Investors are often focused on searching for the best time to buy an investment property; but how often do we think about the best time to sell?
Anyone who has followed B.Invested founder Nathan Birch’s philosophy would probably be thinking, the best time to sell is…never!
Ideally, it would be great to stack a portfolio with positively geared properties that drive solid equity gain and eventually pay themselves off, leaving you with a whole lot of income producing assets that you can pass on to your kids, grandkids and so on and achieve that magical outcome of financial independence through multi-generational wealth.
And by hanging onto them all, you can avoid paying the government all that juicy capital gains tax and stamp duty they so love to receive.
But sometimes, it can be strategically sound to offload properties so that the money can be put to use elsewhere.
Pay down other debts
One of Nathan’s go-to demonstrations of how to build a property portfolio involves buying a $200,000 property, using equity as a deposit on the next one and rinsing and repeating until you buy 10 of them. Over however many years that takes, each of those $200,000 properties may have doubled in value.
When that happens, logically you could sell five of them and use the money to pay off the debt on the other five (or very close to).
This would mean you now have five unencumbered assets, delivering you income.
From there of course you can accumulate more if you wish.
Better investment opportunities
Say you have a rare opportunity to buy into a brilliant investment, but you’re not able to free up the equity or muster the borrowing power to do so.
Selling off an asset that has already experienced growth in order to get an asset with a significant upside potential is a solid strategy.
Imagine that the property you have already has grown in value by $300,000 and is at the peak of its growth cycle, but the opportunity you want to take requires a $300,000 buy in, with the potential to double the value almost immediately.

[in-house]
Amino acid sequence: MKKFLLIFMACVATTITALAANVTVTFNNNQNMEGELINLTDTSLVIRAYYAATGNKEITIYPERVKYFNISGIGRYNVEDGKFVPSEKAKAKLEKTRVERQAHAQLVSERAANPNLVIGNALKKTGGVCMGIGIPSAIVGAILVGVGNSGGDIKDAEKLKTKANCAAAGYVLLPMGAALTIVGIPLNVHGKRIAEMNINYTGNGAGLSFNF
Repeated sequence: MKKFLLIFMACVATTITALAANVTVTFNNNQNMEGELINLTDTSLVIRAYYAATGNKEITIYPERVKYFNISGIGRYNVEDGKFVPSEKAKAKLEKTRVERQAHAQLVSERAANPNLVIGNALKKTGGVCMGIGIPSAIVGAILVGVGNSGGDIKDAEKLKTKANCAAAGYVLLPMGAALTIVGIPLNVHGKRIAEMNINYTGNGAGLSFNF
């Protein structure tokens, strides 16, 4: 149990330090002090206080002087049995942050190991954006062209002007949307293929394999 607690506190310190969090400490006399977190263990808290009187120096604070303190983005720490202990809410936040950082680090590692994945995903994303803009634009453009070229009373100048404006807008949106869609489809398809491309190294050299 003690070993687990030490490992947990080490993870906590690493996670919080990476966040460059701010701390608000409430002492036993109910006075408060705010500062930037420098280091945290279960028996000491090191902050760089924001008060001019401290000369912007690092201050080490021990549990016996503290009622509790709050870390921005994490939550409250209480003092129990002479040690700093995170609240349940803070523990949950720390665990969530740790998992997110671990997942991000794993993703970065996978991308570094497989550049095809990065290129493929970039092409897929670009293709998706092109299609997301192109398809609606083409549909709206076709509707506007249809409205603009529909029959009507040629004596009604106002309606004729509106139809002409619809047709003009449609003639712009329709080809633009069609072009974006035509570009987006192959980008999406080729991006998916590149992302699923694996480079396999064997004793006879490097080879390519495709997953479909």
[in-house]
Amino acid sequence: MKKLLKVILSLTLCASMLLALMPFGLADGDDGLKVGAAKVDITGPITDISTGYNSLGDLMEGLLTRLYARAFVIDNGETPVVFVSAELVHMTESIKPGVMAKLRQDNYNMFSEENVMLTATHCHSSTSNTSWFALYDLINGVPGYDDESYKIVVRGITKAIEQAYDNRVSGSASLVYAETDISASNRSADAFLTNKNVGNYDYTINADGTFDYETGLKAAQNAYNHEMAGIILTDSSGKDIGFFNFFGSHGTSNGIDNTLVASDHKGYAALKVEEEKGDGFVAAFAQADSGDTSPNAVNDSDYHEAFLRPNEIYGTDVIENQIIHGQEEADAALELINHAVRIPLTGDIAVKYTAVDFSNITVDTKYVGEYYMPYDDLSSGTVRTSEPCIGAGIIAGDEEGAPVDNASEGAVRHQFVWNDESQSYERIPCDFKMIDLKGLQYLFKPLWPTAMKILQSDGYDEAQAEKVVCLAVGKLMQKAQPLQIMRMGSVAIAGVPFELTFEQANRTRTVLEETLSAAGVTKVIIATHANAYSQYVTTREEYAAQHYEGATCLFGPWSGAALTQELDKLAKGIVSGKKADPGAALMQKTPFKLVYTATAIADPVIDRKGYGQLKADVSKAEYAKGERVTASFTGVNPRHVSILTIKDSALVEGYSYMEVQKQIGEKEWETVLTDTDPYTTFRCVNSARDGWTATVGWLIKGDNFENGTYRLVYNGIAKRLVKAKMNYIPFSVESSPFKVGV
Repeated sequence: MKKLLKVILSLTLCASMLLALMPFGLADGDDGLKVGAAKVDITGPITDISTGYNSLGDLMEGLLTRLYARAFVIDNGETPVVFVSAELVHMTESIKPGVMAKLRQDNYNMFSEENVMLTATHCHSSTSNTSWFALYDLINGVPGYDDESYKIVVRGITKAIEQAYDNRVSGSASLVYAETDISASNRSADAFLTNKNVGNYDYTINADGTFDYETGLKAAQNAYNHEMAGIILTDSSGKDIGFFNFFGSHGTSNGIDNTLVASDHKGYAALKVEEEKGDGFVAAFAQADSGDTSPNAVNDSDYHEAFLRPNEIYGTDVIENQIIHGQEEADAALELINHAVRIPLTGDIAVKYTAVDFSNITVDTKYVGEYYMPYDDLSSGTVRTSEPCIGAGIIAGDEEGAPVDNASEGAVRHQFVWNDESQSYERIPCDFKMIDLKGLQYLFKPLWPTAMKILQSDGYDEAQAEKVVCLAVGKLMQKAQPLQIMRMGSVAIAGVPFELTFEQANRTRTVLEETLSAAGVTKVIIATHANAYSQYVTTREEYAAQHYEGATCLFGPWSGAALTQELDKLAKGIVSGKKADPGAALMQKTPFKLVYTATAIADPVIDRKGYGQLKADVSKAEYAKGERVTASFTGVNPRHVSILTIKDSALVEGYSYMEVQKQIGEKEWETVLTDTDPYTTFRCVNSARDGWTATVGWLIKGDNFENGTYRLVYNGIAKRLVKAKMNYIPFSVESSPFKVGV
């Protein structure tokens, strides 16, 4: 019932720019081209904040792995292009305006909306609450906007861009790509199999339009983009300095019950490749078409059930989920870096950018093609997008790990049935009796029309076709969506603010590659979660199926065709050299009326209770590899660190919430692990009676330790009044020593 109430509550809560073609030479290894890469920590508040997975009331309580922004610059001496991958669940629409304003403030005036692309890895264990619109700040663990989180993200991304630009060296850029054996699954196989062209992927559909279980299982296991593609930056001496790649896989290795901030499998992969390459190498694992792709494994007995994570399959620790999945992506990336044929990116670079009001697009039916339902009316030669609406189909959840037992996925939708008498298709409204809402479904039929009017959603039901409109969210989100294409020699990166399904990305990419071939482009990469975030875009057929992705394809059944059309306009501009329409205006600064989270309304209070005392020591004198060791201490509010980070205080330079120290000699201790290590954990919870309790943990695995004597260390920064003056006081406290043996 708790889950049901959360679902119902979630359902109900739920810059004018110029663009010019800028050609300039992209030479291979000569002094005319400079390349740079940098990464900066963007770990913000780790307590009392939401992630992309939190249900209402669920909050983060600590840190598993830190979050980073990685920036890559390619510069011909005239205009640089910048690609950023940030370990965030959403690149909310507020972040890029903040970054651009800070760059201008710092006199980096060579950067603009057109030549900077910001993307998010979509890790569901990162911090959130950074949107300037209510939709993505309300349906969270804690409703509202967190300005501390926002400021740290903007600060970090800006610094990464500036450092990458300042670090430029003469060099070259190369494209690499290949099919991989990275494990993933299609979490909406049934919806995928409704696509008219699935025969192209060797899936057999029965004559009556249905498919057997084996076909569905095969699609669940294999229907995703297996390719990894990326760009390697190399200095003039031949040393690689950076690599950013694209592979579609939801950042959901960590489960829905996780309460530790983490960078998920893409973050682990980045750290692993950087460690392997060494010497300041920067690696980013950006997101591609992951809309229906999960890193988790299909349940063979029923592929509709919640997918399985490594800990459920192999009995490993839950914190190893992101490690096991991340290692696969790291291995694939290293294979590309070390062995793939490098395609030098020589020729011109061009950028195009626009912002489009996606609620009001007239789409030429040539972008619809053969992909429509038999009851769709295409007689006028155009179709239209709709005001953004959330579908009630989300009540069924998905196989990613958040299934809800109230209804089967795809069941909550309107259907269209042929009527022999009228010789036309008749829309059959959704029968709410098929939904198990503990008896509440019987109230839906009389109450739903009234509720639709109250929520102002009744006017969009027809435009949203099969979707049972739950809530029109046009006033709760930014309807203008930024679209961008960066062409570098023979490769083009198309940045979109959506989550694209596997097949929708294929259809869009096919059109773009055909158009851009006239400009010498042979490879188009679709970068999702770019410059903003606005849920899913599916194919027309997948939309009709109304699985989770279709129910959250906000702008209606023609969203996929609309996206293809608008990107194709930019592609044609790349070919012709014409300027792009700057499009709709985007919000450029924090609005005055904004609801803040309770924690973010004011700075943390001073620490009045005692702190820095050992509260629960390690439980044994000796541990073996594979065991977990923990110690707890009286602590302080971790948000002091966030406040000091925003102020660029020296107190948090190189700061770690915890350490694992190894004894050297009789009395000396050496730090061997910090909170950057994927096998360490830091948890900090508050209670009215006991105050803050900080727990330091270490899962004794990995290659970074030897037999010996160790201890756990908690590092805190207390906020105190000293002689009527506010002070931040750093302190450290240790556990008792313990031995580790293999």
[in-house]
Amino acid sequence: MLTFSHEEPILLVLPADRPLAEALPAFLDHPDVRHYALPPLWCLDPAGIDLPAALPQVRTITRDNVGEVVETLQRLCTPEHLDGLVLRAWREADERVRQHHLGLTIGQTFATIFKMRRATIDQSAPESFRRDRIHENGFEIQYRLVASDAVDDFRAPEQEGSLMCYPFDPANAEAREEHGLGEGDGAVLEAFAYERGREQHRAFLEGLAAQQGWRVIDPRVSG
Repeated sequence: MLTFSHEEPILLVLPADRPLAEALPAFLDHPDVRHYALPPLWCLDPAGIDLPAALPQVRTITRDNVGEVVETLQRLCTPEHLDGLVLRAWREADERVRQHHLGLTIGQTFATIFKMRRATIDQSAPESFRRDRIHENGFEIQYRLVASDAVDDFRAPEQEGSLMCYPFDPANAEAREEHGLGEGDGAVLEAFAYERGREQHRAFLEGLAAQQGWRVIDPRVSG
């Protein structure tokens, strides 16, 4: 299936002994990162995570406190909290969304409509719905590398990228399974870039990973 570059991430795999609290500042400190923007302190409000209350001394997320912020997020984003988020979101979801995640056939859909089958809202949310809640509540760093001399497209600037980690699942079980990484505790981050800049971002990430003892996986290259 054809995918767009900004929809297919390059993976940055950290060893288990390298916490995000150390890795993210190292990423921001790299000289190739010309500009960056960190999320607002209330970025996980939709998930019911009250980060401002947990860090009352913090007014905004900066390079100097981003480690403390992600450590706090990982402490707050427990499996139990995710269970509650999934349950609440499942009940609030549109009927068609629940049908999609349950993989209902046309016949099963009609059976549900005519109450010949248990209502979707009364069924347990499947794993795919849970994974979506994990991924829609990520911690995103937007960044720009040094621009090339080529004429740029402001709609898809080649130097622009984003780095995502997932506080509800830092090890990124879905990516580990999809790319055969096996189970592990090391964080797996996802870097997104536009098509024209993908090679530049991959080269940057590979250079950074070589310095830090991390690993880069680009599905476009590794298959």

It could be a block of units on one title that you could put on separate titles and make instant equity, for example.
Selling off the asset and buying the investment means you are a much better chance of doubling that $300,000 than if you had stayed with the original property and perhaps had to wait another decade for the market cycle to provide that same level of growth.
Don’t sell in a trough
An important thing to remember is that, if you are in a situation where you need to sell a property, try to sell one that is closer to its peak. And hopefully the next opportunity you are pursuing is in a market trough.
Selling at the top of the market means you have reached at least some of the potential of the asset, while providing the chance to then access further potential with the next one.
If you sell in a trough however, you run the risk of getting a poor sales result and being unable to invest into your next opportunity.
Property is a vehicle
As Nathan often says, investment properties are simply vehicles that get you to your final financial destination.
Sometimes, one might run out of petrol and need to be swapped out for another that is better equipped to continue your journey.
It doesn’t matter. What matters is that you stay focused on your overall goal and how to get there. Book a time with our Investor Relations team to see how we can help you.